Foreword author(s)
Afterword author(s)

In July 1909 twenty-one-year-old Elizabeth Corey left her Iowa farm to stake her claim to a South Dakota homestead. Over the next ten years, as she continued her schoolteaching career and carved out a home for herself in this inhospitable territory, she sent a steady stream of letters to her family back in Iowa. From the edge of modern America, Bess wrote long, gossipy accounts—"our own continuing adventure story," according to her brother Paul—of frontier life on the high plains west of the Missouri River. Irrepressible, independent-minded, and evidently fearless, the self-styled Bachelor Bess gives us a firsthand, almost daily account of her homesteading adventures. We can all stake a claim in her energetic letters.

"Once I started reading the letters, it was extremely difficult to skip over some and not read every one, word for word…Each letter provides such rich details of this woman's life in regard to her daily activities, her interaction with neighbors, the difficulties of homesteading in Dakota, and, perhaps most unusual, many of her private feelings about herself and her life there."—Dorothy Schwieder
"…compelling reading …Her missives pulse with excitement—tall tales, fully rounded anecdotes, sharply drawn sketches—and Corey herself is in the center of the drama, a heroine bigger than life . . ."—New York Times Book Review
"Editor Philip Gerber has written an excellent introduction, providing useful historical background and a sketch of Bess's life. The footnotes clarify references to people and slang, but there are numerous obscure passages where further notes could have helped. Because these letters were written for a family audience—they are Bess's thoughts of the moment committed to paper—they lack the literary flair of some pioneer letters and diaries, such as Elinore Stewart's Letters of a Woman Homesteader, which was written with publication clearly in mind. Bess's letters are not carefully crafted short stories; they are an intimate and highly personal picture of rural life seen through the eyes and psyche of a young farm woman of limited education (and dreadful spelling). It is the ordinary and personal quality of these letters that makes them so extraordinary, revealing, and valuable."—History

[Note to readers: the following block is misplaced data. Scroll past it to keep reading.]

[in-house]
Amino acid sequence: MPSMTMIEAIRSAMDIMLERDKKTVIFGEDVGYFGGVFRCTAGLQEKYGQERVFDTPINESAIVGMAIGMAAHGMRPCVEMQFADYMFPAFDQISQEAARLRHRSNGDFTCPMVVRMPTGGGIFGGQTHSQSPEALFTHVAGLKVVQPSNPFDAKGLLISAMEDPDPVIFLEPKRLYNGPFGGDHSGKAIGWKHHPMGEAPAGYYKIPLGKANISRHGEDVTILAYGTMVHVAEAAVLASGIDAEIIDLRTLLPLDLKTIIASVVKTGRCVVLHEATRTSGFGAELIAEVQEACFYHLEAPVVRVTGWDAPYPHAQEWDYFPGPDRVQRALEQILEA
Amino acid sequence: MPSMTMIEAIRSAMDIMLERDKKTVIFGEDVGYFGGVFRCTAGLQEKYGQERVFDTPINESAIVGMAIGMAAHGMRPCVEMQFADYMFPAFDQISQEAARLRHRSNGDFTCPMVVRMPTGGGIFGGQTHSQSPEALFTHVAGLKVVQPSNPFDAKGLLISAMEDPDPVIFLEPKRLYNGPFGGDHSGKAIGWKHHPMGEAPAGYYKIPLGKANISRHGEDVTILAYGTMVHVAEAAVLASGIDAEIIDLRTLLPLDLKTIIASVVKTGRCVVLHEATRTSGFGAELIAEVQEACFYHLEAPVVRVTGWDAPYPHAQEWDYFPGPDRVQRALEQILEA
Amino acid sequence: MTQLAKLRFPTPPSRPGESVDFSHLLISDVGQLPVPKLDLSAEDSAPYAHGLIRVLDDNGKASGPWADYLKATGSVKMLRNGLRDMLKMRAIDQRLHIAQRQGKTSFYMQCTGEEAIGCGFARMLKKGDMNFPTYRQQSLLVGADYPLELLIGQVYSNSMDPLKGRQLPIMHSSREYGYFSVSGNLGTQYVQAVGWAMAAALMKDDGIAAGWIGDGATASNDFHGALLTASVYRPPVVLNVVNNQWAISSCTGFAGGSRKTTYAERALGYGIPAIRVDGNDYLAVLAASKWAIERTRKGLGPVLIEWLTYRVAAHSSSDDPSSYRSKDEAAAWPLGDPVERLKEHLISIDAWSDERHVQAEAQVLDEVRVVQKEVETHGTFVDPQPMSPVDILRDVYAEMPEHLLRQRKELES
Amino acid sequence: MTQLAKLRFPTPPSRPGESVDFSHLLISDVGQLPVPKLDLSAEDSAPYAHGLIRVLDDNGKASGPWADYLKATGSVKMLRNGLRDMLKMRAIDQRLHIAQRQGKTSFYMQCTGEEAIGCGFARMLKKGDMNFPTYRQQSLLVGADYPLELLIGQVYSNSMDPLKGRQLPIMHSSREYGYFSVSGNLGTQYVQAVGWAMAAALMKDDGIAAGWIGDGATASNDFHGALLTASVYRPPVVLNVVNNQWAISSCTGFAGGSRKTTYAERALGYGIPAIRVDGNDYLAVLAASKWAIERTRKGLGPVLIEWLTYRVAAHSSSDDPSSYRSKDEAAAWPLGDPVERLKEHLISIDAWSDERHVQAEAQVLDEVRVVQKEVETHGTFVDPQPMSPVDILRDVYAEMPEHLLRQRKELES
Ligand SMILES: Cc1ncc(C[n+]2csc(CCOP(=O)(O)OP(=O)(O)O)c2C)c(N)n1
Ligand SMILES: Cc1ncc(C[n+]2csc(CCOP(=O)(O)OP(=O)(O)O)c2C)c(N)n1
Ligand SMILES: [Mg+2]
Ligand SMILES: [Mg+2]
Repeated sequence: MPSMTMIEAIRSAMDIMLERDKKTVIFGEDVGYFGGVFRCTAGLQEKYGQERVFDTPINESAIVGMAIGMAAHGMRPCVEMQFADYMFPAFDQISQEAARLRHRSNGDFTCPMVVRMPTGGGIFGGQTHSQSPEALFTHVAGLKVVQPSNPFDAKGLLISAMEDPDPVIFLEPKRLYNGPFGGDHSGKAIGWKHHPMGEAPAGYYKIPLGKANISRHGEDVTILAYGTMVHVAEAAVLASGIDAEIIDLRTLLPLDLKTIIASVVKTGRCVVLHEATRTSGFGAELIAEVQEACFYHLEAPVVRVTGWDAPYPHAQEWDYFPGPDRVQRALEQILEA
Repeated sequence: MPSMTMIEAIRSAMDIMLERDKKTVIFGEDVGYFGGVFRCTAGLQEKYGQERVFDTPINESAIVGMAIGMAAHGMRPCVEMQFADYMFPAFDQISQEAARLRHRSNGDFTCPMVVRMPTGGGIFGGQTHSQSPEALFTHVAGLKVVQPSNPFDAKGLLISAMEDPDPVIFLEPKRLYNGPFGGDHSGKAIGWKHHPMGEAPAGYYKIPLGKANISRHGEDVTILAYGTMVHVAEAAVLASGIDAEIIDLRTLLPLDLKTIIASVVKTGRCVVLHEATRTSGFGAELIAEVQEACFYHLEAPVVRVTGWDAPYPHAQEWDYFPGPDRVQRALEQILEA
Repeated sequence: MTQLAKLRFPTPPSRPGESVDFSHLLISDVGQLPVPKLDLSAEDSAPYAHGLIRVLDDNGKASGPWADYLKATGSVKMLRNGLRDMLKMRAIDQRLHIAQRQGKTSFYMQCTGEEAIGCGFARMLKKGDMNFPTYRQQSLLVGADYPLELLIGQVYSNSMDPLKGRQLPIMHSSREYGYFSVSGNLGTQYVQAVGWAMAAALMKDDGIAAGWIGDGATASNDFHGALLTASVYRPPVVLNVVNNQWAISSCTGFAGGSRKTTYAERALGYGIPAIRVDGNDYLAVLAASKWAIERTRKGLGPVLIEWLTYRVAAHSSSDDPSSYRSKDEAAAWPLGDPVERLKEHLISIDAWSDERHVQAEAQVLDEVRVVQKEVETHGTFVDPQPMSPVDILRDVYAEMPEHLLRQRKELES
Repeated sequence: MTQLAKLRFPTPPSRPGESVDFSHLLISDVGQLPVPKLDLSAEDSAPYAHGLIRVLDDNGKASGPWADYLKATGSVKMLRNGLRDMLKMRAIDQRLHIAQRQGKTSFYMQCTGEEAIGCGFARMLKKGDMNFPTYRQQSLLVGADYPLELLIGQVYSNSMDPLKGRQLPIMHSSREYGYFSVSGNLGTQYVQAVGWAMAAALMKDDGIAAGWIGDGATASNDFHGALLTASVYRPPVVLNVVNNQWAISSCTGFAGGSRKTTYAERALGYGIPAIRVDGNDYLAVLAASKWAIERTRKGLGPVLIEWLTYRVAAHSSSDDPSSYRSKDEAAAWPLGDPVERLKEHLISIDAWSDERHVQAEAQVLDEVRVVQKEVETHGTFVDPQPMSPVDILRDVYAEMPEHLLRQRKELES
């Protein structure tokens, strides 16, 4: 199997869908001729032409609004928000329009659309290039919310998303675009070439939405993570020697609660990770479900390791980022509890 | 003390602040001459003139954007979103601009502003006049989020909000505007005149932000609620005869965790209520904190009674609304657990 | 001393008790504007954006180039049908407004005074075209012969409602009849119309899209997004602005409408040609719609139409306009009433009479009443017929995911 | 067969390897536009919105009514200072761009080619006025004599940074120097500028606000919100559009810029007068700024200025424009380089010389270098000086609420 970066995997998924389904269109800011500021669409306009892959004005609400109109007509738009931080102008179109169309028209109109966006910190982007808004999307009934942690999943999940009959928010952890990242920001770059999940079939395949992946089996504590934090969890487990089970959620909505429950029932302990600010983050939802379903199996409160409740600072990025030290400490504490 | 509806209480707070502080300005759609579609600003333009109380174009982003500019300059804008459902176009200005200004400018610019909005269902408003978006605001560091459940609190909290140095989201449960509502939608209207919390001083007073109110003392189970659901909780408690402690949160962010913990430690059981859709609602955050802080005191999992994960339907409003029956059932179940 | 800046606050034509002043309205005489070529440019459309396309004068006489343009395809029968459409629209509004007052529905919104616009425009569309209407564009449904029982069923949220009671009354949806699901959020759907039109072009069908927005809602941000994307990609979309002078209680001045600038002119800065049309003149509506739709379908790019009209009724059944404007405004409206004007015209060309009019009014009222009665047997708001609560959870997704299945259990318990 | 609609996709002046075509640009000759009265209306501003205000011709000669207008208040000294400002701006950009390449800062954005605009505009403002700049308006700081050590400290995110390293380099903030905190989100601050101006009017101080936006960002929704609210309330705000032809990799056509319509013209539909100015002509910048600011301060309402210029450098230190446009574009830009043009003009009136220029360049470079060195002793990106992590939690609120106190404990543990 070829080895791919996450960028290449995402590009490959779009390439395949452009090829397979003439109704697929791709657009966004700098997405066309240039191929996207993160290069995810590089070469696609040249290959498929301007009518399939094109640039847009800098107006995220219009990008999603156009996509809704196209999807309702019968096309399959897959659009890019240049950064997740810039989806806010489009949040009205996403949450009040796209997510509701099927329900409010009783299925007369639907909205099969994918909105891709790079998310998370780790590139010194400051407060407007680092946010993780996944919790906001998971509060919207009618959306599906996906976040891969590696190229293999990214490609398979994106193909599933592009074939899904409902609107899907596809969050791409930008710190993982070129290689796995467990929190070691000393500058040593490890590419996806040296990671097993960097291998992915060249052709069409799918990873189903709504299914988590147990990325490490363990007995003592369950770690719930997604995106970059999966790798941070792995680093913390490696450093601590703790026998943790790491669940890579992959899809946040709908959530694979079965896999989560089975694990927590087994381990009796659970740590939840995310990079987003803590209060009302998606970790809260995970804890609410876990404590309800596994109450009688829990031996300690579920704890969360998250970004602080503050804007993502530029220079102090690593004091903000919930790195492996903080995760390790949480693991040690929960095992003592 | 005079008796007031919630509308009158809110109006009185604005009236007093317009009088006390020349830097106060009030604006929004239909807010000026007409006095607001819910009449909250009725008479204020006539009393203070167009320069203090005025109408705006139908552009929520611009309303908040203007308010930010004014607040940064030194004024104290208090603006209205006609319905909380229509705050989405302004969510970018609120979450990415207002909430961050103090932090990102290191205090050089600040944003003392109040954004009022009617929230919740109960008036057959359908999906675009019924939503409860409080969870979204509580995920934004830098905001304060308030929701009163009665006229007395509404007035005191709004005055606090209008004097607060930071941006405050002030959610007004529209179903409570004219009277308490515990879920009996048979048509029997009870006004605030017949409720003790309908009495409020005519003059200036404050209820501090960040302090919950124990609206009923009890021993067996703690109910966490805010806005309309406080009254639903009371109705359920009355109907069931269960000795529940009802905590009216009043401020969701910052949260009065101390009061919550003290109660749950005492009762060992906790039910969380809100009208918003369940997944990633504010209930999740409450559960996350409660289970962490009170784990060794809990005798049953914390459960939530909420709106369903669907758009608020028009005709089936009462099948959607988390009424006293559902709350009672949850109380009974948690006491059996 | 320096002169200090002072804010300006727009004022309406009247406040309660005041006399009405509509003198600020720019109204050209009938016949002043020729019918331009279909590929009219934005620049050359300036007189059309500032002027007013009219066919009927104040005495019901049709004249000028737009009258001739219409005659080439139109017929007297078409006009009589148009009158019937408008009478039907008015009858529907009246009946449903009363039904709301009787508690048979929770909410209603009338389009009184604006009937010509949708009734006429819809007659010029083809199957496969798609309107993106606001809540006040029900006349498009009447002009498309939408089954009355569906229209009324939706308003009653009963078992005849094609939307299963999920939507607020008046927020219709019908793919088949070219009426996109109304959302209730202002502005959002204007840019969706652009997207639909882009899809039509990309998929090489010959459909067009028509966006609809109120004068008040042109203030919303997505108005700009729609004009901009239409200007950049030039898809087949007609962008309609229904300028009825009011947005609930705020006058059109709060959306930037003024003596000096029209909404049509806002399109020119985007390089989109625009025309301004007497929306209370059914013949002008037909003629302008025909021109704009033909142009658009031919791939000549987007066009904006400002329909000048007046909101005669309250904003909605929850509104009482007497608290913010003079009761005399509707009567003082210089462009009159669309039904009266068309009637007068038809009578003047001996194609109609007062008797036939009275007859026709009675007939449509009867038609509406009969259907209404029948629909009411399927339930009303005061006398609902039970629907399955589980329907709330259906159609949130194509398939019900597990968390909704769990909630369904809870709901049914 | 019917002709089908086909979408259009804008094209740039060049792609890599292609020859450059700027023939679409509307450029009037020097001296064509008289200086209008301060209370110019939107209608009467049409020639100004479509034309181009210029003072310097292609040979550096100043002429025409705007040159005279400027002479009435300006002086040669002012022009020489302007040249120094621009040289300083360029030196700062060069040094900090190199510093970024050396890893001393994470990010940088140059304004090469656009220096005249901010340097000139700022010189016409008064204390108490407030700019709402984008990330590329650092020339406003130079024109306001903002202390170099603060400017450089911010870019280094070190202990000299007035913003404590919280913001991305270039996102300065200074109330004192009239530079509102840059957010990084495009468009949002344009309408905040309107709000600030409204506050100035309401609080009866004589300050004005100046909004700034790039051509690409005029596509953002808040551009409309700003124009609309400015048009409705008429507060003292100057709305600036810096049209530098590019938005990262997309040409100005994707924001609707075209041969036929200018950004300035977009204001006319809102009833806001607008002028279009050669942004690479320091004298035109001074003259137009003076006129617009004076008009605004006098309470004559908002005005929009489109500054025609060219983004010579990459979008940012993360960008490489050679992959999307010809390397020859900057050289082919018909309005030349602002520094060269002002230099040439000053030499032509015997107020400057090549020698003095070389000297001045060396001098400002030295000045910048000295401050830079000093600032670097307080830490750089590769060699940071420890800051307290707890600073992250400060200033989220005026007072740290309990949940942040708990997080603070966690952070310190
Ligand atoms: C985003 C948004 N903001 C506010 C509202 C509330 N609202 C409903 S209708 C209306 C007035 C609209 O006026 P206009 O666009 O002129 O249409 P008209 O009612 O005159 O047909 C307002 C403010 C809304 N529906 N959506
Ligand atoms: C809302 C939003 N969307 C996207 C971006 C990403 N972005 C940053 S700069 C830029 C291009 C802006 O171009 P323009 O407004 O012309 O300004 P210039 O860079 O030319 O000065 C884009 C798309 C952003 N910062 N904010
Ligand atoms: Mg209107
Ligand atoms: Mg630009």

"For a vibrant firsthand account of homesteading in South Dakota in the early 20th century, Bess Corey's letters are unexcelled."—Choice


Foreword by Paul Corey



A Note on the Editing

Elizabeth Corey’s Homesteading Letters

Epilogue: 1920-1954

Afterword by Wayne Franklin



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Publication Details

Publication Date
Pages, art, trim size
540 pages, 50 photos, 11 drawings, 1 map